Ultrasound heat therapy penetrate the body to provide relief to inner tissue. Ultrasound energy comes from the acoustic or sound spectrum and is undetectable to the human ear. By using conducting agents such as gel or mineral oil, the ultrasound transducer warms areas of the musculoskeletal system Some areas of the musculoskeletal system absorb ultrasound better that others. Muscle tissue and other connective tissue such as ligaments and tendons absorb this form of energy very well, however fat absorbs to a much lesser degree. Ultrasound has a relatively long-lasting effect, continuing up to one hour.


Diathermy is another deep heat treatment. An electrode drum is used to apply heat to an affected area. It consists of a wire coil surrounded by dead space and other insulators such as a plastic housing. Plenty of toweling must be layered between the unit and the patient. This device is unique in that it utilizes the basis of a magnetic field on connective tissues. One advantage of diathermy over various other heat therapy is that fat does resist an electrical field, which is not the case with a magnetic field. It is found to be helpful with those experiencing chronic low back pain and muscle spasms. Prior to ultrasound technology, diathermy was a popular heat therapy of the 1940s-1960s.

Preparation for heat therapy

Before administering any form of heat treatment, heat sensitivity is accessed and the skin over the affected area is cleansed. When a patient is undergoing any form of heat treatment, supervision should always be present especially in the treatment of hydrotherapy.

Aftercare of heat therapy

Once the heat treatment has been completed, any symptoms of dizziness and nausea should be noted and documented along with any skin irritations or discoloring not present prior to the heat treatment. A one hour interval between treatments should be adhered to in order to avoid restriction of blood flow.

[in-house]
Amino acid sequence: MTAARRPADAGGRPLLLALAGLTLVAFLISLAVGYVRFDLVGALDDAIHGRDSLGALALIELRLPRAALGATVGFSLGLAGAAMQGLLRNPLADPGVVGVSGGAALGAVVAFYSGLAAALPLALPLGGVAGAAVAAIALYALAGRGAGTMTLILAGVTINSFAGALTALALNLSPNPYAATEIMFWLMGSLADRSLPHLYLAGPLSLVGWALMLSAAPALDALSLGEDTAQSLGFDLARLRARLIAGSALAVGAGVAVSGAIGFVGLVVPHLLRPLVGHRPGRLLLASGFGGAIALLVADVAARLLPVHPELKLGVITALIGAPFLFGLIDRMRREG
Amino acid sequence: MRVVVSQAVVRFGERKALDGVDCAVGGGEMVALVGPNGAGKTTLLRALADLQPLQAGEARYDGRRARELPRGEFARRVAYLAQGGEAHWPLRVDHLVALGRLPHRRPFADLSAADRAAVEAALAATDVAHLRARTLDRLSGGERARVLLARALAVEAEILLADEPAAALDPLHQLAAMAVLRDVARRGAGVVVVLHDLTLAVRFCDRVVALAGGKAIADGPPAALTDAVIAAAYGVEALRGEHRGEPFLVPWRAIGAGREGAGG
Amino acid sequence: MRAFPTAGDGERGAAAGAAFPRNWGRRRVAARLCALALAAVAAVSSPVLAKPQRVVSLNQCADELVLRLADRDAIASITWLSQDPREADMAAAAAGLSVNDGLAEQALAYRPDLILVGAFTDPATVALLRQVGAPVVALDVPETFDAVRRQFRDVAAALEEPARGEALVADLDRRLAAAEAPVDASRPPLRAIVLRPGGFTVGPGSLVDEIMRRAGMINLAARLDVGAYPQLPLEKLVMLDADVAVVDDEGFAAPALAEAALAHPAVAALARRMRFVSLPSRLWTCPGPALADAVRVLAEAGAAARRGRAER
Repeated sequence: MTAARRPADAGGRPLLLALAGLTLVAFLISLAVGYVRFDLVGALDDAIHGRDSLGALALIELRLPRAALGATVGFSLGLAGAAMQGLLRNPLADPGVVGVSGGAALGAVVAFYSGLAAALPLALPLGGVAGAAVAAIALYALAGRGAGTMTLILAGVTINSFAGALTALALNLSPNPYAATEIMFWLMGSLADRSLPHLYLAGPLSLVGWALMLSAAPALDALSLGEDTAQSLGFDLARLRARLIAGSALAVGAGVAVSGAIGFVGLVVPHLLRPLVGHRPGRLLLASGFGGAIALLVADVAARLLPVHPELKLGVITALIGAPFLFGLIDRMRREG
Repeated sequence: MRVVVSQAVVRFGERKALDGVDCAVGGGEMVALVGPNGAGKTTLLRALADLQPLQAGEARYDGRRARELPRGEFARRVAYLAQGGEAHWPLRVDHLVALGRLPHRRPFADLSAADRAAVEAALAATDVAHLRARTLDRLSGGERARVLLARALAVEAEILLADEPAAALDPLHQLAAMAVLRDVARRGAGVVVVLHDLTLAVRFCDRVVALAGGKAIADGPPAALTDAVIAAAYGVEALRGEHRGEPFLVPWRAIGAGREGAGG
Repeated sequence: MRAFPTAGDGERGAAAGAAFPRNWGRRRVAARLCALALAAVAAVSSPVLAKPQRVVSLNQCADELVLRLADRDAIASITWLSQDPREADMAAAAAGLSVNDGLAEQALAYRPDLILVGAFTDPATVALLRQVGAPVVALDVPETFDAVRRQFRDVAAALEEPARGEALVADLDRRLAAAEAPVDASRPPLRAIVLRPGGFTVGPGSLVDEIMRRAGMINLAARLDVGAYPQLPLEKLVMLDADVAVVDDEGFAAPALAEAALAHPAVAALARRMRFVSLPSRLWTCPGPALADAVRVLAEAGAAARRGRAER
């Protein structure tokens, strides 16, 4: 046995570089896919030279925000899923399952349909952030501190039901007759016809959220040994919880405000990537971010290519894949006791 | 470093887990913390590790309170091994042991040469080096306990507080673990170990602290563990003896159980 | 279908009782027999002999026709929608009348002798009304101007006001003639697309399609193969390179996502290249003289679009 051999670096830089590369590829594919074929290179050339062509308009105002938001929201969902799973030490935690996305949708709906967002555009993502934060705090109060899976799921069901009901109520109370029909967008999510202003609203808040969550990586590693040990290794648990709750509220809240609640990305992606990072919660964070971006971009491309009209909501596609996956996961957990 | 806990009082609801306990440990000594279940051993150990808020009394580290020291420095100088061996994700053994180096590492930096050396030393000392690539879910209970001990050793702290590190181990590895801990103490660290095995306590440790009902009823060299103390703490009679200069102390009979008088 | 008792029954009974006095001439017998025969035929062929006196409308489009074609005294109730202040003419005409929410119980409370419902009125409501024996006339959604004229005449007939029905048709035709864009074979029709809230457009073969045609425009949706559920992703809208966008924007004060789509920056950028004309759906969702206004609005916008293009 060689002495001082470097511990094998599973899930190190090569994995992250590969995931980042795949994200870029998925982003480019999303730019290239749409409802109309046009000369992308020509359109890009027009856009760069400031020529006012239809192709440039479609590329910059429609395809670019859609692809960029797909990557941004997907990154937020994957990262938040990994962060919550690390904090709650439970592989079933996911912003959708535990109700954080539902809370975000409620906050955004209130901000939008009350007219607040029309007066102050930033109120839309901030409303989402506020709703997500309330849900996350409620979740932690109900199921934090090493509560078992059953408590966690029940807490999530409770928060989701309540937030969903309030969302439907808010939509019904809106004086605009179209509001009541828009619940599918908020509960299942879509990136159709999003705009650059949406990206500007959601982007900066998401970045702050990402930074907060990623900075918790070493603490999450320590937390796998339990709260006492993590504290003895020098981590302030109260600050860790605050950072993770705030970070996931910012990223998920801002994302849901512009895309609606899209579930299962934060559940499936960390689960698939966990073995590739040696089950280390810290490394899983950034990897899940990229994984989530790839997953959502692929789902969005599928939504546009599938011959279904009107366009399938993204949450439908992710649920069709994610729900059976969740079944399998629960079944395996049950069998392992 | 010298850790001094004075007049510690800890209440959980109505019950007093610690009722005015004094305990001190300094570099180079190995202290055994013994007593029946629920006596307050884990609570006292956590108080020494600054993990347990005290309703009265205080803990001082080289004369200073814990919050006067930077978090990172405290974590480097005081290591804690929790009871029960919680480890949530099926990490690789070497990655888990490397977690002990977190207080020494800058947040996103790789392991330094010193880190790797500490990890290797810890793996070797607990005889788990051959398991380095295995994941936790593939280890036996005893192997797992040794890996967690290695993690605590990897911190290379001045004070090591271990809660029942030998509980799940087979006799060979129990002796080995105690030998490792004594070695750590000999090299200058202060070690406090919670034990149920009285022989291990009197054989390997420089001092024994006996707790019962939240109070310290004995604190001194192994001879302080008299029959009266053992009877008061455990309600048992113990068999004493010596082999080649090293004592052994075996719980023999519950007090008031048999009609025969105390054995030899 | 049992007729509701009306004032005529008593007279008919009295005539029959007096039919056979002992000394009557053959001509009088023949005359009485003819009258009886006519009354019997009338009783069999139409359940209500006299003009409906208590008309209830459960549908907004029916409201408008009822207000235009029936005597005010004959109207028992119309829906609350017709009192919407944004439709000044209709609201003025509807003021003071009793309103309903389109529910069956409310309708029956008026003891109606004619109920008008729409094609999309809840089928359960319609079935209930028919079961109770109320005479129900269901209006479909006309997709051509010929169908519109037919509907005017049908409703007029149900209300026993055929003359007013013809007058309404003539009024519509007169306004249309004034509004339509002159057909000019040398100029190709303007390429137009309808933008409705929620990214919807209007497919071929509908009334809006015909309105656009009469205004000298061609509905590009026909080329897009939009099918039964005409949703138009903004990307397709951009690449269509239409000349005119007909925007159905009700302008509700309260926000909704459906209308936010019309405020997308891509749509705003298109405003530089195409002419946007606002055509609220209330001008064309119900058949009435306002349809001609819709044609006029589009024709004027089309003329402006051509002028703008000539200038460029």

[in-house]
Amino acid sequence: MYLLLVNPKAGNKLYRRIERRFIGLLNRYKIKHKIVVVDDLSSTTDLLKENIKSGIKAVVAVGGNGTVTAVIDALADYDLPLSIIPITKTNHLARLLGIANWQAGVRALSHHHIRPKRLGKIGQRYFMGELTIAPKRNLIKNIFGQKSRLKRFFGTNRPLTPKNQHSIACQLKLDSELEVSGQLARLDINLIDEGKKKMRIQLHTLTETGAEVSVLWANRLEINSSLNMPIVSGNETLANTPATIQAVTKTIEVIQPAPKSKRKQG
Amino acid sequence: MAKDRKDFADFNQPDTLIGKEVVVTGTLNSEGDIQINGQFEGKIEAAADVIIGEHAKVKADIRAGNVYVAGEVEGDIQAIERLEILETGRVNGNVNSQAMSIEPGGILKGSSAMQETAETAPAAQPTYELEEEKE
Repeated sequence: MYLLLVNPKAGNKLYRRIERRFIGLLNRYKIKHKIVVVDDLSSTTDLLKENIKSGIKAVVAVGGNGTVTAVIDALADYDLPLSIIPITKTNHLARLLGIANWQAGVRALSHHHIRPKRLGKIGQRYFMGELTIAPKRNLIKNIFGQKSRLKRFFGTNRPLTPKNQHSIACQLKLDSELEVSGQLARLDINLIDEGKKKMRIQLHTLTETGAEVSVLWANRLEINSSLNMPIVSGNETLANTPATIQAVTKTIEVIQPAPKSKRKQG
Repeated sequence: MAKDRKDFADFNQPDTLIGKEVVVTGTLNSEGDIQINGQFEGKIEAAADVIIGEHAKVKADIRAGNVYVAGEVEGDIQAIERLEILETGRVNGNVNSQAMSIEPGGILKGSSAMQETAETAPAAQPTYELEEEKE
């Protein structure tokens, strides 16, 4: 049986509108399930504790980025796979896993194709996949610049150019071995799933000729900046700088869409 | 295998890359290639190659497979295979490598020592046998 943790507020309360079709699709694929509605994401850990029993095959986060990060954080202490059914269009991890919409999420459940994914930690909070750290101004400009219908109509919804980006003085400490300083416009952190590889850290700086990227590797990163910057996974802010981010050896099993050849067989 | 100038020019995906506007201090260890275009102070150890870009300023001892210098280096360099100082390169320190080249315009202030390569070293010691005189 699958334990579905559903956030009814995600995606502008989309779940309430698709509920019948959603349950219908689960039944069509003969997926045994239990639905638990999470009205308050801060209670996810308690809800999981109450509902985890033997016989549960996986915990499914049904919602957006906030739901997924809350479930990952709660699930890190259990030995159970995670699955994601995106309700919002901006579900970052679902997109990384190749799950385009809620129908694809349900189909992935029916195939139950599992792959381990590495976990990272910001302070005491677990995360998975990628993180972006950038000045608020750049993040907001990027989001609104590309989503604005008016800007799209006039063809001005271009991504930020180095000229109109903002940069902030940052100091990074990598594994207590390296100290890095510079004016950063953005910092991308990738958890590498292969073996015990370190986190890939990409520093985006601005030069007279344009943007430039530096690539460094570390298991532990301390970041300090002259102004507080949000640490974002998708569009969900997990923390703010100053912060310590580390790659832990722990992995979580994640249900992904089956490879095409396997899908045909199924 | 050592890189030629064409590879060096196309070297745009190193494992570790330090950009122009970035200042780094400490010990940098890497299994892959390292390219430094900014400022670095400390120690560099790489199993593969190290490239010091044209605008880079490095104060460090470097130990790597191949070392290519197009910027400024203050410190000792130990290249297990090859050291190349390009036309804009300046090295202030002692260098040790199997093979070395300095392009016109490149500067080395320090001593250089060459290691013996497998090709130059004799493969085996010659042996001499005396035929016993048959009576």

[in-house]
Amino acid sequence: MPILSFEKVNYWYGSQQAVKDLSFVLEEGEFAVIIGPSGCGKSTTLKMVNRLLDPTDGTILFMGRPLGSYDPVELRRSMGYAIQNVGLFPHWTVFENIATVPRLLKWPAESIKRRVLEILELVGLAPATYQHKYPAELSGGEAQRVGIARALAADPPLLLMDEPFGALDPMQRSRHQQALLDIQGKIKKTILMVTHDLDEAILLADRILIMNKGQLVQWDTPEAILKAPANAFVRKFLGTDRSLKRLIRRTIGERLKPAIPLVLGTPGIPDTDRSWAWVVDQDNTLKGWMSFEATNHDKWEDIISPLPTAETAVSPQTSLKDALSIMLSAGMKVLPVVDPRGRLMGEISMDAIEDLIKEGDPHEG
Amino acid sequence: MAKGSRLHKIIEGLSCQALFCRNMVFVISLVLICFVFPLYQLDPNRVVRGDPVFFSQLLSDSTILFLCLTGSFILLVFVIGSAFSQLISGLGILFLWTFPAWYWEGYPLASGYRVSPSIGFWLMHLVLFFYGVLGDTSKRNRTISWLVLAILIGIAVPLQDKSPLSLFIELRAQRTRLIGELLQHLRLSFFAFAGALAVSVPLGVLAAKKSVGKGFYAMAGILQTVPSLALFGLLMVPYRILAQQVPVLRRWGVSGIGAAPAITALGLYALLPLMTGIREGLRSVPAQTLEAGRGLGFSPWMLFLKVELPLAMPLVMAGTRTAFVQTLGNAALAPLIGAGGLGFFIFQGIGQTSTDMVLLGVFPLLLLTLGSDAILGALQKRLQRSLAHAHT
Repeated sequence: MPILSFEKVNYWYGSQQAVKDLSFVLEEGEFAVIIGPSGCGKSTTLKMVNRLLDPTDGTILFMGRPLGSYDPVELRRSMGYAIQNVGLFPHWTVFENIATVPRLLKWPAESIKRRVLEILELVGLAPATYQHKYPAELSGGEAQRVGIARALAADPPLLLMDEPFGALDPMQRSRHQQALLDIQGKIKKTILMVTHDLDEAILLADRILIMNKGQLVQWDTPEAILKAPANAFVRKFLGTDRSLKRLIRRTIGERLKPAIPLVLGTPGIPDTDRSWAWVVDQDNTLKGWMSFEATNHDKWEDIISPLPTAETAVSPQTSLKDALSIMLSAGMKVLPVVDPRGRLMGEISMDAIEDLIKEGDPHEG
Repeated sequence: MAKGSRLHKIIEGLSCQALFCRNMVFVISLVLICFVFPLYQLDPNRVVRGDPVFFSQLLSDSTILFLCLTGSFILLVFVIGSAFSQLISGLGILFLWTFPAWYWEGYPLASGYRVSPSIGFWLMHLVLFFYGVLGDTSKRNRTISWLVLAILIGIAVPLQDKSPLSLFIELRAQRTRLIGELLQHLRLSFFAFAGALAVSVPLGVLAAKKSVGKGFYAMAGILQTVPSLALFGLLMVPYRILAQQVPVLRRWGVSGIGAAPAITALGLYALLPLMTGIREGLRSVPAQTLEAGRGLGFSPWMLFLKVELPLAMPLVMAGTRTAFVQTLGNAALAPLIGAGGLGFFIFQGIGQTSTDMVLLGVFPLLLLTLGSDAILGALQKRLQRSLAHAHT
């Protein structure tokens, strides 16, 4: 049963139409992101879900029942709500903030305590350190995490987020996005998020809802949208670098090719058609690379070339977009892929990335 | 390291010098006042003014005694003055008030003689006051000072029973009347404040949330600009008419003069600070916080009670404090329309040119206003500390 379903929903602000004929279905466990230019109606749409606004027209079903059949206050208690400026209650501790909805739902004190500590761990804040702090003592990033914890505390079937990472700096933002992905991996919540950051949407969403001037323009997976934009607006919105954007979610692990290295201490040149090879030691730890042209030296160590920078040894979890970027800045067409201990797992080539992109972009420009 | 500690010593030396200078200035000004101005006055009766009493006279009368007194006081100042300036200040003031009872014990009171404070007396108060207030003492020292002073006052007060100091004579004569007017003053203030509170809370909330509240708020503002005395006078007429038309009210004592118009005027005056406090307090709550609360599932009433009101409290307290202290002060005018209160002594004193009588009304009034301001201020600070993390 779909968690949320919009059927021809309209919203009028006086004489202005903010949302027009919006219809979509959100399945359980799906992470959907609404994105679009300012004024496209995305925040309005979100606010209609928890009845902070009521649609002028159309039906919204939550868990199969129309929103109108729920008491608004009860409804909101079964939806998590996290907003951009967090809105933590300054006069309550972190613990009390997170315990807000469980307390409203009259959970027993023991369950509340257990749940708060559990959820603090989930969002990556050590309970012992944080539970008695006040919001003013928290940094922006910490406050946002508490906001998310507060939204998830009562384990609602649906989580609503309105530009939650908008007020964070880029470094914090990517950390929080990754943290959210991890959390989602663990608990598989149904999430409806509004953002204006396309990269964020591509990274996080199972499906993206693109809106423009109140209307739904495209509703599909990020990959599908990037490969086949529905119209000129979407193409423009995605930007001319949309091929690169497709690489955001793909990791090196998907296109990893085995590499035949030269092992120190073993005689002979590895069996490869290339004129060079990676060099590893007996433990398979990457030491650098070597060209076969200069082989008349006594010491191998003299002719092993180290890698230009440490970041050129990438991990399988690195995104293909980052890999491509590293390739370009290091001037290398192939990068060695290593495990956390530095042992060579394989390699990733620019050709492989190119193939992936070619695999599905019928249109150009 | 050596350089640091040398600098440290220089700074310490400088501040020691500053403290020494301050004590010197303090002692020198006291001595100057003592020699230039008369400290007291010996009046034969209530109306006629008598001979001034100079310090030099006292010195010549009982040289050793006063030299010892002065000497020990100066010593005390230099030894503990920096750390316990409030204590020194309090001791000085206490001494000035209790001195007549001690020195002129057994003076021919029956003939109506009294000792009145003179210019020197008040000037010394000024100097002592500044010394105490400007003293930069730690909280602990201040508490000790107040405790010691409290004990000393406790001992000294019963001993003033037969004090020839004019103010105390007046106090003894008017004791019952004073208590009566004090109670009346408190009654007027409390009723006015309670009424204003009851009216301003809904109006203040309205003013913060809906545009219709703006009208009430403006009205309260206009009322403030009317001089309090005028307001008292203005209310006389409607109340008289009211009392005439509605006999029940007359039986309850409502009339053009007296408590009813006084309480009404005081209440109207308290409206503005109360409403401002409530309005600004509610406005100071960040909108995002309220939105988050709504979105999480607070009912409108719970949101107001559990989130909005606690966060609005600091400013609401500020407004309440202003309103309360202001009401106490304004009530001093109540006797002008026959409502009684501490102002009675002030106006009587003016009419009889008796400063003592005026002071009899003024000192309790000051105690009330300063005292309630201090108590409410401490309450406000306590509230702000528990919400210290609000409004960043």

Risks of heat therapy

All heat therapy have the potential of tissue damage resulting from excessive temperatures. Proper insulation and treatment duration should be carefully administered for each method. Overexposure during a superficial heat treatment may result in redness, blisters, burns, or reduced blood circulation. During ultrasound therapy, excessive treatment over bony areas with little soft tissue (such as hand, feet, and elbow) can cause excessive heat resulting in pain and possible tissue damage. Exposure to the electrode drum during diathermy may produce hot spots.






This web site is intended for your own informational purposes only. No person or entity associated with this web site purports to be engaging in the practice of medicine through this medium. The information you receive is not intended as a substitute for the advice of a physician or other health care professional. If you have an illness or medical problem, contact your health care provider.

Arthritis can develop as a result of an infection. For example, bacteria that cause gonorrhea or Lyme disease can cause arthritis. Infectious arthritis can cause serious damage, but usually clears up completely with antibiotics. Scleroderma is a systemic disease that involves the skin, but may include problems with blood vessels, joints, and internal organs. Fibromyalgia syndrome is soft-tissue rheumatism that doesn't lead to joint deformity, but affects an estimated 5 million Americans, mostly women. The approximate number of cases in the United States of some common forms of arthritis. is an informational out reach of the Consumer Health Information Network. It is our goal to provide up to date information about arthritis and other inflammatory and bone conditions in a easy to understand format.

Where we get our information.

Most of the information in the site is compiled by editors from information provided by the National Institutes of Health. We are in the process of updating our pages. In the past we have not made reference to the source for information provide by our editors. In the next few weeks we hope to have all our pages marked as to the source.

We have included information from the National Institute of Arthritis and Musculoskeletal and Skin Diseases. Pages that uses information from this source are so acknowledged.

We have contributing authors that send information. Where information is provided by an outside author it is acknowledged by a byline under the title.

Updates of Pages.

Not all of our pages have a date as to the last update. We are in the processes of reviewing all our pages and as we do we include a reference as to when the page was updated. This web site was first published in January of 2003. All pages in the site were created at sometime during or after that time.